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1857 A.D.:  The Great Prayer Revival Commences

From Judges Chapter 13: 24-25 

 "  24 The woman gave birth to a boy and named him Samson. He grew and the Lord blessed him, 25 and the Spirit of the Lord began to stir him while he was in Mahaneh Dan, between Zorah and Eshtaol."    End Quote  Note how the spirit of Samson was first stirred in 'Mahaneh-Dan', which looks and sounds a little like 'Manhattan', where 'Uncle Sam' is essentially first stirred, as told in this account.

  There are a lot of truly large forests in the world.  At least, there were at various times.  In North America there were forests that you could ride through for months with a wagon pulled by oxen.  I would say that Canada could still claim that in certain locations, taking certain paths.

  There are the Amazon, the Congo, the great forests of Northern Russia, which are still gigantic - all of these are pretty enormous forests, though threatened by developement in many cases.  But one thing that all dense and continuous forests have in common is that, if you make them dry enough, they can be started on fire with only one small match.

  It's kind of amazing, if you truly start to think about it, that one tiny point of 'heat and oxidation', perhaps as large as the tip of your little finger, could alter a landscape that it would take a couple of months to walk through.  If the conditions are right though, it could happen.  It's never been dry enough to my knowledge, throughout an entire great forest, for one forest fire to burn it all.  But it could essentially happen were all conditions just right.

  That's the nature of a forest fire...they start from small things, but you can hardly know when and where they will finally quit burning.  They are like revivals by the Holy Spirit, in that respect.  The smallest things can seem to start one, though rarely.  Yet once they start, the size they can grow to is bounded by almost nothing, so long as there are dry human hearts and souls that thirst for a relationship with their Maker.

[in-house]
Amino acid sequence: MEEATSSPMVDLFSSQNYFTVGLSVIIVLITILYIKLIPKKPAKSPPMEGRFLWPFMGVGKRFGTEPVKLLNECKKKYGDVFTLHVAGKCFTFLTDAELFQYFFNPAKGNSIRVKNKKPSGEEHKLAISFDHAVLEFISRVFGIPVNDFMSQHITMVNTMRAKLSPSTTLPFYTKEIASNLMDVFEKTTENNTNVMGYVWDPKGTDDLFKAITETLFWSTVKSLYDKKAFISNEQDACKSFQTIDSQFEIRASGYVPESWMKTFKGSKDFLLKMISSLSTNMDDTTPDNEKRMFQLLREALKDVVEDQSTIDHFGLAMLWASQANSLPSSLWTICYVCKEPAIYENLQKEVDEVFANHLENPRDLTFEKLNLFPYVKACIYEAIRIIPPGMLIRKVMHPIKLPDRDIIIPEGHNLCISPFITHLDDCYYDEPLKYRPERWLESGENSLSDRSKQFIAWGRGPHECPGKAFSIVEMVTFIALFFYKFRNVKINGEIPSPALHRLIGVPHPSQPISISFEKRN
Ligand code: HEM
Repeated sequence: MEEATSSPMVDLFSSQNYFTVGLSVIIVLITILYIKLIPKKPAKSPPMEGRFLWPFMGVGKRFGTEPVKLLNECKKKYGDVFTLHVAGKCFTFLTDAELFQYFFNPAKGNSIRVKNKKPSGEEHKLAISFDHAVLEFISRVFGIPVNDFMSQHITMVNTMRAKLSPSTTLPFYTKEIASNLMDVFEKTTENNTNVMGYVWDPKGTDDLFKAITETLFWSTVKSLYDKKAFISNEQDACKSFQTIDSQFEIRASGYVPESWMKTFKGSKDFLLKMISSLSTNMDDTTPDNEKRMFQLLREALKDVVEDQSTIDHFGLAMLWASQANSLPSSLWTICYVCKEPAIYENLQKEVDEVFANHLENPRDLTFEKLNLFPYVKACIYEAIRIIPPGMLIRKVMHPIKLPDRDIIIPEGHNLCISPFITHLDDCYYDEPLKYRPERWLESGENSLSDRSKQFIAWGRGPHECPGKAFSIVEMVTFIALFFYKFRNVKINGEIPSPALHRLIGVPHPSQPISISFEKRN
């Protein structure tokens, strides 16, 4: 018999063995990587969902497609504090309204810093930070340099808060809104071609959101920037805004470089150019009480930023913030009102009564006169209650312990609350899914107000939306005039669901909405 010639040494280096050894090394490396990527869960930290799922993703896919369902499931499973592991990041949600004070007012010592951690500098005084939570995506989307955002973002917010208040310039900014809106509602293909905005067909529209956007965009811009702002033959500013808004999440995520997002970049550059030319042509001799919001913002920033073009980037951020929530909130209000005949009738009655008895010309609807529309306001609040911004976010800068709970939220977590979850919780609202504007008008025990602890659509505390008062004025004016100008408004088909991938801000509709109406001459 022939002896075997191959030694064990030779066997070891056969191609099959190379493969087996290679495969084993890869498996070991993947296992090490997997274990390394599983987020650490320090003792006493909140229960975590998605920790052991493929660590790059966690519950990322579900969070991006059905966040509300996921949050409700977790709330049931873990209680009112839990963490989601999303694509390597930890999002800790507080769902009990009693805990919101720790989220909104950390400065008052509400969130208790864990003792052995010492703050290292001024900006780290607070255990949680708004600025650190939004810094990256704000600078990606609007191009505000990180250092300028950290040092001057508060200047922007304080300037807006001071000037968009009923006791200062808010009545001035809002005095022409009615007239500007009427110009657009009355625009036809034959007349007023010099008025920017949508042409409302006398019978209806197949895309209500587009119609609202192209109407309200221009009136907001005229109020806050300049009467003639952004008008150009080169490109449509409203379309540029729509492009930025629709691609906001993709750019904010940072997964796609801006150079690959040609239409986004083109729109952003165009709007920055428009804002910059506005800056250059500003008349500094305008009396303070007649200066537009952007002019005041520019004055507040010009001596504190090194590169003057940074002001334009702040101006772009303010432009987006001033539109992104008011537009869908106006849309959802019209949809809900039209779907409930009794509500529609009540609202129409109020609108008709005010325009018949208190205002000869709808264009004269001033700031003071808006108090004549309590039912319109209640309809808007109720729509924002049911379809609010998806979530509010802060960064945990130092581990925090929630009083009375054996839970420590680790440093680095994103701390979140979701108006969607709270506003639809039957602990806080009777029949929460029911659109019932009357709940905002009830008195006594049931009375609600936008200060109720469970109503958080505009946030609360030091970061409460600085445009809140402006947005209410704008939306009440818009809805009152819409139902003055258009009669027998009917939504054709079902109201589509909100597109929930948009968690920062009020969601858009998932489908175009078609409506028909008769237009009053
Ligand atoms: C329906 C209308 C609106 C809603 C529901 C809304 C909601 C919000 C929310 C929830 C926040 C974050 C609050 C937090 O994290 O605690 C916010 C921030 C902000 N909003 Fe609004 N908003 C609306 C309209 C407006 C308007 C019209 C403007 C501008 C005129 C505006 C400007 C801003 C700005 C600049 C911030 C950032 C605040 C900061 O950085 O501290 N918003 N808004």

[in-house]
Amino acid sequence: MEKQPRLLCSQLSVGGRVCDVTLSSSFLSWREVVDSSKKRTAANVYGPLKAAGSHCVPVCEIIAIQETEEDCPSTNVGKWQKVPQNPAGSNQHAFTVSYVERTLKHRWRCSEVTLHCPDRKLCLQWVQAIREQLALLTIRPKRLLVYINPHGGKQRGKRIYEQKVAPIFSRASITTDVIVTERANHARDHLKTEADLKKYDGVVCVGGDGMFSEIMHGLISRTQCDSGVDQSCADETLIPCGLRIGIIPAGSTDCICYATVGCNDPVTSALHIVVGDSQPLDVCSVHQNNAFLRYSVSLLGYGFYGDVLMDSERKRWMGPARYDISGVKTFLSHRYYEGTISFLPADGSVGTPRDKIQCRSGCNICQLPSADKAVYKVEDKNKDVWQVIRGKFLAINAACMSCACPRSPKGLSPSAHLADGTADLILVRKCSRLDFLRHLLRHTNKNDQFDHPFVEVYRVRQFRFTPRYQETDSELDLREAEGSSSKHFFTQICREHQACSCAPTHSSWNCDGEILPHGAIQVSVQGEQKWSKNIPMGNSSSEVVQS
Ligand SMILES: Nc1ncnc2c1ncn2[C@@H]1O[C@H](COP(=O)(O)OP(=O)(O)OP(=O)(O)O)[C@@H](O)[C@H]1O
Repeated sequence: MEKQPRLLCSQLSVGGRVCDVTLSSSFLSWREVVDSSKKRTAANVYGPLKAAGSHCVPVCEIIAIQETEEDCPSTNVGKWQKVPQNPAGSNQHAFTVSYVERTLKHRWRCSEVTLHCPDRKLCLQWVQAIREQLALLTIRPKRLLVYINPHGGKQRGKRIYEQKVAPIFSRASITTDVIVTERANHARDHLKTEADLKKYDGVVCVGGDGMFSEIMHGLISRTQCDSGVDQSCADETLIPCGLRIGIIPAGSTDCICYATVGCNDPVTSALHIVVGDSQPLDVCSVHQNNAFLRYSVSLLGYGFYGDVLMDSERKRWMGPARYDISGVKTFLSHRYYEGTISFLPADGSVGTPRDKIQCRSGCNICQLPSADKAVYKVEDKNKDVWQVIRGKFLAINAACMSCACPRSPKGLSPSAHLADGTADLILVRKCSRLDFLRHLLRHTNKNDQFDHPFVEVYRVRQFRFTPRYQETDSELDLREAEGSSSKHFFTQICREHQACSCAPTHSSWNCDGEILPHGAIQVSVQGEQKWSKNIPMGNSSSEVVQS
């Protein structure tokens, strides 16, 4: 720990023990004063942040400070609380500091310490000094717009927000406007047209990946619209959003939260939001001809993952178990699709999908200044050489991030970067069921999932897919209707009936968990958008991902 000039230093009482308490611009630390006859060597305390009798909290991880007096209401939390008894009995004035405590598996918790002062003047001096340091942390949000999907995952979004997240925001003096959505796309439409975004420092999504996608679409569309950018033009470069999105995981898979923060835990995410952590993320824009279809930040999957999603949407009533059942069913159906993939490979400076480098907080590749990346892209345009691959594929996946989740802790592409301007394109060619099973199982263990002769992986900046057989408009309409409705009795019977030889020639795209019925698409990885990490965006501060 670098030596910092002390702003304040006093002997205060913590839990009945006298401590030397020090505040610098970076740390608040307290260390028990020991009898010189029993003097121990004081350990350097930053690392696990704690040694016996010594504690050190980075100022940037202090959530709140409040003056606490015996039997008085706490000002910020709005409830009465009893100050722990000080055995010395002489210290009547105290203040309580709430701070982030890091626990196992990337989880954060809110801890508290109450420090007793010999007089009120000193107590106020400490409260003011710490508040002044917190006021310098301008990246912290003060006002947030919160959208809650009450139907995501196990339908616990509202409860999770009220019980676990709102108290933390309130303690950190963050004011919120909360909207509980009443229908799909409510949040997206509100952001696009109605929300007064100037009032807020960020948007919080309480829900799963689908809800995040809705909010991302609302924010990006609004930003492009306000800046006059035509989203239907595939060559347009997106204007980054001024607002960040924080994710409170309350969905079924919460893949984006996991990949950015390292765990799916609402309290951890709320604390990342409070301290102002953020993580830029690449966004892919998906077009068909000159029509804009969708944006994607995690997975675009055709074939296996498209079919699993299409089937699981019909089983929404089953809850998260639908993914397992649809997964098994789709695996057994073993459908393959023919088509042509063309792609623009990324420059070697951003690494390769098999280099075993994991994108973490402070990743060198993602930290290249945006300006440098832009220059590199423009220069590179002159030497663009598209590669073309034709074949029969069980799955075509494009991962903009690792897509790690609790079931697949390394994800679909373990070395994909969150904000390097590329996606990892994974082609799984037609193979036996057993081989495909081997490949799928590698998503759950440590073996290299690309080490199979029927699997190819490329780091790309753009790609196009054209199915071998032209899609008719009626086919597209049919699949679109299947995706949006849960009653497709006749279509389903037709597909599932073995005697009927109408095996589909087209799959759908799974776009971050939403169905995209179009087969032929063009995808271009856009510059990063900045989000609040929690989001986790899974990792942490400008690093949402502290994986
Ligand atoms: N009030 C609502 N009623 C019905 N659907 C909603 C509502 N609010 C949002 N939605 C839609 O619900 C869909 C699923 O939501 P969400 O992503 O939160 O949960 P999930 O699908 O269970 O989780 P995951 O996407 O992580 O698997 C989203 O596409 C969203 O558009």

In the United States, in 1857, a revival began, and it was counted to be one of the largest of all time in it's day.  But though God had prepared a very vast landscape of people for this time of revival by giving them times of dryness and despair because of their actions, it is a revival that was ignited from a very small source, and depending on how you want to look at it, it could be a source as small as just one single man - Jeremiah Lamphier. 

  Or, according to history, it may have been from a smaller source than that.  It might be that the revival of 1857 began from seven spoken words uttered by this man, Jeremiah Lamphier.  The words were powerful words indeed!  In 1857, Jeremiah Lamphier said, in prayer:  "Lord, what will You have me do?" 

  Seven little words, but they started a virtual forest fire of the Holy Spirit.

  Jeremiah Lamphier was a Christian, a lay minister, and he lived in New York city.  The year 1857 was at the end of a very profitable economic period in the United States.  A 'bubble' of prosperity had risen, peaked, and now it appeared to everyone that it was just about to collapse.  There was a lot of worry, a lot of concern among businessmen, and New York City even in 1857 had a lot of businessmen. 

  Jeremiah was aware of all this, and when he spoke that prayer to God - "Lord, what would You have me do?" - it began to seem to him that the answer from God was that he should start a prayer meeting.  There were churches, and there were church services, so those things were available.  But there was nowhere a man could go in the middle of the tense business week, at lunch time, and just kneel down with some other Christian fellows and pray to God....for comfort, for peace of heart and mind, for continued business success, or whatever their hearts might need.  So Jeremiah arranged for such a place to meet and advertised it locally, hoping that some people might respond. 

  On September 23, 1857 the first meeting was held.  It was a 12:00 noon meeting on the 3rd floor of the Fulton Street Dutch Reformed Church in New York City.  When 12:00 noon came Jeremiah began praying, but he was the only one there.  A half hour went by and since that is not so long of a time we can imagine that he probably prayed, among other things, that maybe someone else would come to pray with him.  If so his prayers were rewarded.  Five other men came at about 12:30 and so they had a group prayer meeting for a while and it left them all feeling refreshed.  Jeremiah let them know that there would be another at noon on the next Wednesday.

  Jeremiah was probably encouraged to find that on the next Wednesday there were 20 who came to pray.  Why not....the financial crash of 1857 had officially begun that week.  News of the US Central America sinking with a giant shipment of gold counted upon by the banks was a sort of a trigger for a bunch of additional factors that had combined to make the crash all but inevitable.  So instead of worrying about the economy going bad they now actually had a crashing economy.  To businessmen that's worse!